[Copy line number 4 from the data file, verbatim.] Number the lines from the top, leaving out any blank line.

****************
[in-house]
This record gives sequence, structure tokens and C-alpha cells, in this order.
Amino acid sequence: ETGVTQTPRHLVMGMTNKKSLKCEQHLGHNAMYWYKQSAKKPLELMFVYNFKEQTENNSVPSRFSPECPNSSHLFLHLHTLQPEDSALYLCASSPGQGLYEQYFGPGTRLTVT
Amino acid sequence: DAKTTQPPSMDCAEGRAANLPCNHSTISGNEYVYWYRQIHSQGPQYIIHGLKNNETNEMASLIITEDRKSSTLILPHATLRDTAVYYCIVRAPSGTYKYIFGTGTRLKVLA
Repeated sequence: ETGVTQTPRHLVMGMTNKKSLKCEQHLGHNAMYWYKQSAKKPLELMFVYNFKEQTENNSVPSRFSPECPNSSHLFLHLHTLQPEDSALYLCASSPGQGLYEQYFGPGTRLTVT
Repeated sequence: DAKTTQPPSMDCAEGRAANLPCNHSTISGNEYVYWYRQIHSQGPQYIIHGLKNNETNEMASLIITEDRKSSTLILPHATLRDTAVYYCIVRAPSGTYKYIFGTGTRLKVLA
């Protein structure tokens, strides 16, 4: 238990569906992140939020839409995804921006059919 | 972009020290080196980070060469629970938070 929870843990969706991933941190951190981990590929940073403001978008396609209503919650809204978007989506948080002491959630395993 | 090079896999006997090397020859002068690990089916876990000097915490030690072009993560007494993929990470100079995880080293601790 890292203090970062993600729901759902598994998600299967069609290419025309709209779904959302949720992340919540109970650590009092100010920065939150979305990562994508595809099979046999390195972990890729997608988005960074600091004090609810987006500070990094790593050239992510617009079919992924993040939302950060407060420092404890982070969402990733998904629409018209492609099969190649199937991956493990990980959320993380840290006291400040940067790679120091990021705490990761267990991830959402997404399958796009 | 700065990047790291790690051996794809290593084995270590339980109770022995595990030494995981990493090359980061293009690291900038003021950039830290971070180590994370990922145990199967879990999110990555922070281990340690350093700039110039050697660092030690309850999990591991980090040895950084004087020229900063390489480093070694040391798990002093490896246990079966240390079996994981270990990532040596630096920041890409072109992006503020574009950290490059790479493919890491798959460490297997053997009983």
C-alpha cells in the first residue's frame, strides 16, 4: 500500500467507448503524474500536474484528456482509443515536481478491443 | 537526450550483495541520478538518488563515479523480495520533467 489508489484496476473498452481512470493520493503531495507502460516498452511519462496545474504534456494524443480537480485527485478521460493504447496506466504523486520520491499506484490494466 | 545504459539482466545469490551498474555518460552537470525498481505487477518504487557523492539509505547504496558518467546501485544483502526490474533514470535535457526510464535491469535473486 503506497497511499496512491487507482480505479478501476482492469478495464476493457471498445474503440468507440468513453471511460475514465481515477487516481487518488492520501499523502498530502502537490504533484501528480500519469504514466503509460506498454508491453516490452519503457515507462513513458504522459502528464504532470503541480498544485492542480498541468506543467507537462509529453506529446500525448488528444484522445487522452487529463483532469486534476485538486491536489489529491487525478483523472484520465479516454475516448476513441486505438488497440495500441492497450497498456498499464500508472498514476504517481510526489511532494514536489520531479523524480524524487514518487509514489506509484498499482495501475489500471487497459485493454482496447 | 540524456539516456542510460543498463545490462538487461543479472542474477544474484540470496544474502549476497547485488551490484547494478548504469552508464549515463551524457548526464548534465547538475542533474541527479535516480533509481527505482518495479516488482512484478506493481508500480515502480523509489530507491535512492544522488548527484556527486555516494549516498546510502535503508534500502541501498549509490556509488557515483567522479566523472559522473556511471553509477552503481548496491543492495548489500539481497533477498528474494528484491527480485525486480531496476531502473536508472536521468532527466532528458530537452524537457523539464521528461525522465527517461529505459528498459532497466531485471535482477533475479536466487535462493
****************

Amino acid sequence: DAKTTQPPSMDCAEGRAANLPCNHSTISGNEYVYWYRQIHSQGPQYIIHGLKNNETNEMASLIITEDRKSSTLILPHATLRDTAVYYCIVRAPSGTYKYIFGTGTRLKVLA